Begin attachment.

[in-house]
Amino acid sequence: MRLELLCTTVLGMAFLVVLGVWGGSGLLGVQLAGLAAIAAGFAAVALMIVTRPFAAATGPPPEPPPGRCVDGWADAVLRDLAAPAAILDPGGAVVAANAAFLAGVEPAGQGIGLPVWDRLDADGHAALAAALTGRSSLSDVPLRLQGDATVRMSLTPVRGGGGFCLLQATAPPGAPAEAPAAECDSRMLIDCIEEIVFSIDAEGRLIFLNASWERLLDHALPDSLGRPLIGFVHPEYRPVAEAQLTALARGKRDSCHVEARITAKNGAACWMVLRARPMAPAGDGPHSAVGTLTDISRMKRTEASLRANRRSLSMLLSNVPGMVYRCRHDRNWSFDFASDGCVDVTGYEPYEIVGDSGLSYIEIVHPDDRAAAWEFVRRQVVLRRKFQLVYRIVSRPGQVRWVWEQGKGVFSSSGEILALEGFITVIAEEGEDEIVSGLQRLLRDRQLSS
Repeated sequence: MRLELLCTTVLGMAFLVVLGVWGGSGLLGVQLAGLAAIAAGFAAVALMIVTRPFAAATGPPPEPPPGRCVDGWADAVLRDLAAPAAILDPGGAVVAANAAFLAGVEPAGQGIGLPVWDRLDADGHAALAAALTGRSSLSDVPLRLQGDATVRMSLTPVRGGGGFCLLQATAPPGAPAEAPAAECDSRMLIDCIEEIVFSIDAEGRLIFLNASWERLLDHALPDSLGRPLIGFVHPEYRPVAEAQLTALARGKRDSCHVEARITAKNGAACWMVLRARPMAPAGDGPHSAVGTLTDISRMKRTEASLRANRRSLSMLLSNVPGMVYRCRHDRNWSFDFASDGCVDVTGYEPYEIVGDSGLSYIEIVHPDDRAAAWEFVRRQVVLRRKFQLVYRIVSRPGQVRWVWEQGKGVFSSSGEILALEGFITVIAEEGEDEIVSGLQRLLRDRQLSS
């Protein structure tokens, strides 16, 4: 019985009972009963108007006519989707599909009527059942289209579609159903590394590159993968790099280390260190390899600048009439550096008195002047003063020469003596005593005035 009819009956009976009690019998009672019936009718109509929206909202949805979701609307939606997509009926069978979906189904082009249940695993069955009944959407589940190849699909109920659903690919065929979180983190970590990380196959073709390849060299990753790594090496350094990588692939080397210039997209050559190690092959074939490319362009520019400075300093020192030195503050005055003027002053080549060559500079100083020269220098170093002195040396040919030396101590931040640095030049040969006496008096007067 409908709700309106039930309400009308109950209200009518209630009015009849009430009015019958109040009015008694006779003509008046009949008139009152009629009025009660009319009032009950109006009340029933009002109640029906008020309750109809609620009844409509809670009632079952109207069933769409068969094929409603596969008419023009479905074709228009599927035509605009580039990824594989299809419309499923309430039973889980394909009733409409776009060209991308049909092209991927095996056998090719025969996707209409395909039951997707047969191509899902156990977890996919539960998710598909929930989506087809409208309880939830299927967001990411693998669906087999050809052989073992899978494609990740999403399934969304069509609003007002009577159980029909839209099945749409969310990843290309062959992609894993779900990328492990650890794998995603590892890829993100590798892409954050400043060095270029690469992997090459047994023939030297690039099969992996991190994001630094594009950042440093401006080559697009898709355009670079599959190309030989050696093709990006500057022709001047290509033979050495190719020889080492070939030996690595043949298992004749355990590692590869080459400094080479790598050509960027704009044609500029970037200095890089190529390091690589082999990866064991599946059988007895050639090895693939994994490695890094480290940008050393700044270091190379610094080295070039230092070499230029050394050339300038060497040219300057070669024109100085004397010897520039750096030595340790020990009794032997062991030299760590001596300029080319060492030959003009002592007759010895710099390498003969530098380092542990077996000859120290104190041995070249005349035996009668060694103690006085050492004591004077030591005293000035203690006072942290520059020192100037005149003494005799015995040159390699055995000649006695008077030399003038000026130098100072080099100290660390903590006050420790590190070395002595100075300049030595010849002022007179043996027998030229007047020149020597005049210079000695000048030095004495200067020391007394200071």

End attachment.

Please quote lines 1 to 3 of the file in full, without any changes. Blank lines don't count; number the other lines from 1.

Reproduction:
[in-house]
Amino acid sequence: MRLELLCTTVLGMAFLVVLGVWGGSGLLGVQLAGLAAIAAGFAAVALMIVTRPFAAATGPPPEPPPGRCVDGWADAVLRDLAAPAAILDPGGAVVAANAAFLAGVEPAGQGIGLPVWDRLDADGHAALAAALTGRSSLSDVPLRLQGDATVRMSLTPVRGGGGFCLLQATAPPGAPAEAPAAECDSRMLIDCIEEIVFSIDAEGRLIFLNASWERLLDHALPDSLGRPLIGFVHPEYRPVAEAQLTALARGKRDSCHVEARITAKNGAACWMVLRARPMAPAGDGPHSAVGTLTDISRMKRTEASLRANRRSLSMLLSNVPGMVYRCRHDRNWSFDFASDGCVDVTGYEPYEIVGDSGLSYIEIVHPDDRAAAWEFVRRQVVLRRKFQLVYRIVSRPGQVRWVWEQGKGVFSSSGEILALEGFITVIAEEGEDEIVSGLQRLLRDRQLSS
Repeated sequence: MRLELLCTTVLGMAFLVVLGVWGGSGLLGVQLAGLAAIAAGFAAVALMIVTRPFAAATGPPPEPPPGRCVDGWADAVLRDLAAPAAILDPGGAVVAANAAFLAGVEPAGQGIGLPVWDRLDADGHAALAAALTGRSSLSDVPLRLQGDATVRMSLTPVRGGGGFCLLQATAPPGAPAEAPAAECDSRMLIDCIEEIVFSIDAEGRLIFLNASWERLLDHALPDSLGRPLIGFVHPEYRPVAEAQLTALARGKRDSCHVEARITAKNGAACWMVLRARPMAPAGDGPHSAVGTLTDISRMKRTEASLRANRRSLSMLLSNVPGMVYRCRHDRNWSFDFASDGCVDVTGYEPYEIVGDSGLSYIEIVHPDDRAAAWEFVRRQVVLRRKFQLVYRIVSRPGQVRWVWEQGKGVFSSSGEILALEGFITVIAEEGEDEIVSGLQRLLRDRQLSS